It’s been far too long since I’ve featured this author on my blog, but here she is with a post about how her latest releases came to be. Christina Carson shares her thoughts about the “seeds” for an author. I’ve written reviews for her books and featured her on Author Wednesday. Her first two books, Suffer the Little Children and Dying to Know are masterpieces of literary fiction. She now presents us with Accidents of Birth, Book One and Two. Her post today addresses where these works of historical fiction originated. Book One follows the life of Imogene Ware from her birth in Mississippi in 1928 through some turbulent decades in the South. Book Two chronicles her life in the last three decades of the 20th century. It is with great pleasure that I turn over the blog to one of my favorite authors, Christina Carson.
The creative process, the one that brings us all so much pleasure either through being the creator or the recipient is indeed a strange bird. Somewhere, seemingly out of the ether, an idea begins to emerge. It reminds me of when I was a child and had my first experience growing crystals. Have you ever grown a crystal? Ah, a positively magical affair, especially to a child. You’d get your Dad to go the druggist and buy whichever chemicals were legal for you to have that had been listed in the crystal-making book you were reading. You’d make a supersaturated solution of each one of the chemicals by mixing them in water, suspend a thin twine tied to a stick which spanned the drinking glasses you’d snuck out of the kitchen…and wait. Within a day or so, the tiniest of crystals would emerge on the cord and then one would start to grow. Sometimes they’d get as big as my thumbnail. It was astonishing—these beautiful crystals from ostensibly out of nowhere – ruby red, sapphire blue and diamond clear, depending on the solution. There was a critical time period, however, which you couldn’t predetermine, in which you had to harvest the crystal or the solution begin to dissolve it and take it back. I have always sensed that stories come into existence in just this way. Somewhere in the back of our minds, saturated with intellectual and emotional experiences, a seed exists around which a story begins to form. What is that seed? That is an interesting question, for if you find it, you can watch the marvel of the creative process that unfolds. The novel Accidents of Birth began in just that manner.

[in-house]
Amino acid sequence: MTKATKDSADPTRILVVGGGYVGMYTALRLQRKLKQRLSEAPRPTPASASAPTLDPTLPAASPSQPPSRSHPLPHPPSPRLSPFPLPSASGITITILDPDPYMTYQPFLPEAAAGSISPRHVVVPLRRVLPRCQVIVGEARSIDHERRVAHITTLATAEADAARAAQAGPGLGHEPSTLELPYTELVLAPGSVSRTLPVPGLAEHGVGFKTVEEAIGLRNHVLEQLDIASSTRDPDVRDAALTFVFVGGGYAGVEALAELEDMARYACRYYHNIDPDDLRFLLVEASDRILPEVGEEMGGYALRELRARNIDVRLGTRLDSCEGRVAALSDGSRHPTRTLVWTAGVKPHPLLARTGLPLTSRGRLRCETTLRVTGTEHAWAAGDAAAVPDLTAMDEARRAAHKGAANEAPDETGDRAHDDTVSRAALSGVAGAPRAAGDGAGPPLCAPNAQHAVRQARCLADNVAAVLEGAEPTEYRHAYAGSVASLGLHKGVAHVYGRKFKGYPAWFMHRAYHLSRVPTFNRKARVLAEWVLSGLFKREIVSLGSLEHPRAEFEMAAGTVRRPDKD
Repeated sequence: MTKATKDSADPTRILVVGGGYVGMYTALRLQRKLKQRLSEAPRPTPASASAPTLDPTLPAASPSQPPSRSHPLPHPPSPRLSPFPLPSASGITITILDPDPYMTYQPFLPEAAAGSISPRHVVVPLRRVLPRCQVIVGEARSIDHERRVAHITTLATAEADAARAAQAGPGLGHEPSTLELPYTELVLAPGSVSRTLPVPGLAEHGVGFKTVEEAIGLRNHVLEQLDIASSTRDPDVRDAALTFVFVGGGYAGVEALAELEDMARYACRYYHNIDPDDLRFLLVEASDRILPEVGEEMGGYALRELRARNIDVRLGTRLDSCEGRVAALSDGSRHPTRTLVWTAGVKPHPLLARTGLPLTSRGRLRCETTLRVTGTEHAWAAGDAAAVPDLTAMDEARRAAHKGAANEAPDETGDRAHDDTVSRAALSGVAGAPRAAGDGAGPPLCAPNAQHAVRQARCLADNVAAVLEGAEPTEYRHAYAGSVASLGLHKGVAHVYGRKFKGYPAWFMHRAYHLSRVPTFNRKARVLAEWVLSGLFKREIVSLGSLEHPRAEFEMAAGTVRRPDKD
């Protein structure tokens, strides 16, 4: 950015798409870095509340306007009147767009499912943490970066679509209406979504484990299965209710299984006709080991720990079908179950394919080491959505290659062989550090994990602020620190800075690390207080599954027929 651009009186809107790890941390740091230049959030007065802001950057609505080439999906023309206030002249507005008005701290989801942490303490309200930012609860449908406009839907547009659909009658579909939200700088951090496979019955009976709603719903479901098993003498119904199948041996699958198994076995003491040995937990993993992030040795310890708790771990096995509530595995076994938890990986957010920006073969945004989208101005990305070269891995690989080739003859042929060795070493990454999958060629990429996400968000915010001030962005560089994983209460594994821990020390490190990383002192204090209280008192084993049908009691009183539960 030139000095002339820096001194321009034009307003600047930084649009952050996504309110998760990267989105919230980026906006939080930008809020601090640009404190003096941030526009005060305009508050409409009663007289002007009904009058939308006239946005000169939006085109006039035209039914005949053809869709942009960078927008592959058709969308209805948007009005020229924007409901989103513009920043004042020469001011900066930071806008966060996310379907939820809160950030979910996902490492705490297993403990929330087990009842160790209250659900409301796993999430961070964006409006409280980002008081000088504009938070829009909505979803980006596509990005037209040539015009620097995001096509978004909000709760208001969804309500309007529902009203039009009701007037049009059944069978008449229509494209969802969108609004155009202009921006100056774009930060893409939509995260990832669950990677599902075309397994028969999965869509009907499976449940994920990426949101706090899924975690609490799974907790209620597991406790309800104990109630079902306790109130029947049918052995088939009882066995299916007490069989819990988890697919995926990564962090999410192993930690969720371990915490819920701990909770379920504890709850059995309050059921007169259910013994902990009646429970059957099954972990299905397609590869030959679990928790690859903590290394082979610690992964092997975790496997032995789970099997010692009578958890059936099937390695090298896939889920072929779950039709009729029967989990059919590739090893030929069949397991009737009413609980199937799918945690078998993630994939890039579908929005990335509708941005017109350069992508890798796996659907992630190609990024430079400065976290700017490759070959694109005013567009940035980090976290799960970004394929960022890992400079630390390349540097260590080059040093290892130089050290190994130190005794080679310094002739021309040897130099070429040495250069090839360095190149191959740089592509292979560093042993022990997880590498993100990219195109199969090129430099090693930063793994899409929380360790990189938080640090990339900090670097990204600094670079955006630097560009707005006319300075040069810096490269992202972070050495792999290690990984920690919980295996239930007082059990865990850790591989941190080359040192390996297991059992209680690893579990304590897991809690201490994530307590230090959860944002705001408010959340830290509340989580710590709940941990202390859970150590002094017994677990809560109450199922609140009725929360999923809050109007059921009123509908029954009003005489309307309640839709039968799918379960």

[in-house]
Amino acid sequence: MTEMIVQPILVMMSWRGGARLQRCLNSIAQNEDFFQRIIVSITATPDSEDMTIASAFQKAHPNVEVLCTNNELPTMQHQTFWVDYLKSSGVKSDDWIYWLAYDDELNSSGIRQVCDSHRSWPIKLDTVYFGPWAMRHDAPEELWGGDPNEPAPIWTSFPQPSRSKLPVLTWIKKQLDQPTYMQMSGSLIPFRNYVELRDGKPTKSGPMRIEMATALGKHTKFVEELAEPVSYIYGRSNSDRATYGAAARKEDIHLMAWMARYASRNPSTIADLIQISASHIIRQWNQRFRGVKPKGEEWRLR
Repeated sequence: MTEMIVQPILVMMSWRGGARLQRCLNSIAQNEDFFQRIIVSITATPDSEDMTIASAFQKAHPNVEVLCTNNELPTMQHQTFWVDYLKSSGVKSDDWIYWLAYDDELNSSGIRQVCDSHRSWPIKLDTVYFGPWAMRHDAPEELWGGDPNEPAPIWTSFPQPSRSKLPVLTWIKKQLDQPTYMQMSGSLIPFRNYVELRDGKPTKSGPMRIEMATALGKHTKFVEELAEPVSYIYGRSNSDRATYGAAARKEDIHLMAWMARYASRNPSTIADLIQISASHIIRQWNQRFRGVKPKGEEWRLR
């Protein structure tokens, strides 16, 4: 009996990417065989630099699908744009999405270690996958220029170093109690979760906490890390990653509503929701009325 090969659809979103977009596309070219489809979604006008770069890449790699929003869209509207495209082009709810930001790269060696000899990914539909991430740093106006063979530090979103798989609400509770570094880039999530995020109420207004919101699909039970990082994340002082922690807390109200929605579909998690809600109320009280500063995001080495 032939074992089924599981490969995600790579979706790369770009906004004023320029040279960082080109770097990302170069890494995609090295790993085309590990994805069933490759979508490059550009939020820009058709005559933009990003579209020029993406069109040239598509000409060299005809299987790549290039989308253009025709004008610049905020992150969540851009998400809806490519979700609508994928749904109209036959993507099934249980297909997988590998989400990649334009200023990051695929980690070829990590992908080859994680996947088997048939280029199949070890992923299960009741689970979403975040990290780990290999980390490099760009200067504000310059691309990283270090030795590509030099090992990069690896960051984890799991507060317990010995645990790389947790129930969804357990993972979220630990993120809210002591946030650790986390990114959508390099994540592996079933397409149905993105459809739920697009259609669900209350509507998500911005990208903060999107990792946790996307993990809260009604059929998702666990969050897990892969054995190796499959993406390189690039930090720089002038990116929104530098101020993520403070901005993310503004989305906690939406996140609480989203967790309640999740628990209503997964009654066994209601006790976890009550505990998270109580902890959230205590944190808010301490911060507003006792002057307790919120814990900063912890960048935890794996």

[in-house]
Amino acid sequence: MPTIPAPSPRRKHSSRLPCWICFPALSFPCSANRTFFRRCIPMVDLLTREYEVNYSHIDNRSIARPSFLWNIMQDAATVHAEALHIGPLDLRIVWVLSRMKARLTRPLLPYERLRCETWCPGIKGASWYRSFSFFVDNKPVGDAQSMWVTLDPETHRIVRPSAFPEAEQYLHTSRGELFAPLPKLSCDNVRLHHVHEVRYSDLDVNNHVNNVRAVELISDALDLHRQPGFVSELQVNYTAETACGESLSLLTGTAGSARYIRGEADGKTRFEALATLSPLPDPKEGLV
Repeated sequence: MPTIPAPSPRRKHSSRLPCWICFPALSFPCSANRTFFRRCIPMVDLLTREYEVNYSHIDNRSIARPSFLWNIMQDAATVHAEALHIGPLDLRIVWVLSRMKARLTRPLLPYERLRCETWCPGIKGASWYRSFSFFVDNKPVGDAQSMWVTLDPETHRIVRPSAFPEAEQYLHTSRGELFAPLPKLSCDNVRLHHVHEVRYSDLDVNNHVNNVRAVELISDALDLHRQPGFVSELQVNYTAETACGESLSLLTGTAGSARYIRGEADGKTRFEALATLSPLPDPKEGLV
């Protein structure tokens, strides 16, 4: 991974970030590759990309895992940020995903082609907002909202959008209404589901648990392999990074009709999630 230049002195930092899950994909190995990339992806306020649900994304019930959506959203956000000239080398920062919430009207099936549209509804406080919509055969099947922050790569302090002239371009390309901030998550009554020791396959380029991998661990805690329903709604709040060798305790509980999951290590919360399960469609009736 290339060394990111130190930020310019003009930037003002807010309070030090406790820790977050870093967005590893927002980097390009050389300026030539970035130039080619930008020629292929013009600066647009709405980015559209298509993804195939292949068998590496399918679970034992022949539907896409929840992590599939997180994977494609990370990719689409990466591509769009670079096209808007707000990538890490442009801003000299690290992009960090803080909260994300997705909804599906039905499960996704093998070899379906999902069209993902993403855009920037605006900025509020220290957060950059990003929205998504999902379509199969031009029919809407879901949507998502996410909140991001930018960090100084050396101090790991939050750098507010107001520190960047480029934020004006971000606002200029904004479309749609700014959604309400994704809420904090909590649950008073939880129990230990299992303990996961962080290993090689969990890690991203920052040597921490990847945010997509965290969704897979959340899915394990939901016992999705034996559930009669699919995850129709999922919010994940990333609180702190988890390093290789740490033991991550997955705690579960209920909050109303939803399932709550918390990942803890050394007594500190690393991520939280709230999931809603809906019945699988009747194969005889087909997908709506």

I was sixteen and about to have some minor surgery. My mother had tucked me in at the hospital for a three-day stay, and being an independent child, almost obnoxiously so, I suggested I was just fine, and she need not come again until it was time to go home. I had never been in a hospital. I had no idea how much empty time there was lying there. There was nowhere to go, no TVs and no one to talk to as hospitals were much emptier those days. By the time late afternoon of day one rolled around, I was beginning to rue my offhanded dismissal of my mother, until the sound of soft, rhythmic singing came from down the hall followed by a gentle rap on my door. I said, “Come in.”
In response, an aging Black orderly came around the corner. His hair was salt and pepper gray, his face a deep rich brown and his eyes gentle with concern. Seeing me all alone, he began to fuss over me as if I were his blood daughter. I was awed. I had never had anyone treat me with such loving kindness, let alone a total stranger.
Come morning, I realized it wasn’t a chance happening, for when the orderly came then, she was a forty-something Black woman who proceeded to care for me in the same inclusive manner, making me one of her own. Her kindness knew no bounds, and I lay there in wonder. She stayed with me until the prepping for the operation was over, and I was wheeled off.